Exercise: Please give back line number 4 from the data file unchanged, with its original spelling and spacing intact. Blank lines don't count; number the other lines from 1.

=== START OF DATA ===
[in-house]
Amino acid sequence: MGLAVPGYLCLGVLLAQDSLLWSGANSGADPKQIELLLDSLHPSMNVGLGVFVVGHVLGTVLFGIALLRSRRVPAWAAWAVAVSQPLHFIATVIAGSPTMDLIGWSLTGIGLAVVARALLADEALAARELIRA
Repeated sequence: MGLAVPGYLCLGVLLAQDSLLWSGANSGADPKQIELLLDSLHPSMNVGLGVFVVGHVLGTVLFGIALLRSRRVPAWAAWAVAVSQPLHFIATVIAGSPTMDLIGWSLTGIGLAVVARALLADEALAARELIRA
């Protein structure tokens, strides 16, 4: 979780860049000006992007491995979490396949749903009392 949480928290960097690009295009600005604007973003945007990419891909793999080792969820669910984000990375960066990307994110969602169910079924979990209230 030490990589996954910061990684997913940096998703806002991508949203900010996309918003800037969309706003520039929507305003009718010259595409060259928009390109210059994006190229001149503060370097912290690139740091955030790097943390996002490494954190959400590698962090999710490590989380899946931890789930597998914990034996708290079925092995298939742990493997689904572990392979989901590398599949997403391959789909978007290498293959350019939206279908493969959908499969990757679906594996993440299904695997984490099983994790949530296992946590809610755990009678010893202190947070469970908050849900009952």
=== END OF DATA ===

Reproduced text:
């Protein structure tokens, strides 16, 4: 979780860049000006992007491995979490396949749903009392 949480928290960097690009295009600005604007973003945007990419891909793999080792969820669910984000990375960066990307994110969602169910079924979990209230 030490990589996954910061990684997913940096998703806002991508949203900010996309918003800037969309706003520039929507305003009718010259595409060259928009390109210059994006190229001149503060370097912290690139740091955030790097943390996002490494954190959400590698962090999710490590989380899946931890789930597998914990034996708290079925092995298939742990493997689904572990392979989901590398599949997403391959789909978007290498293959350019939206279908493969959908499969990757679906594996993440299904695997984490099983994790949530296992946590809610755990009678010893202190947070469970908050849900009952």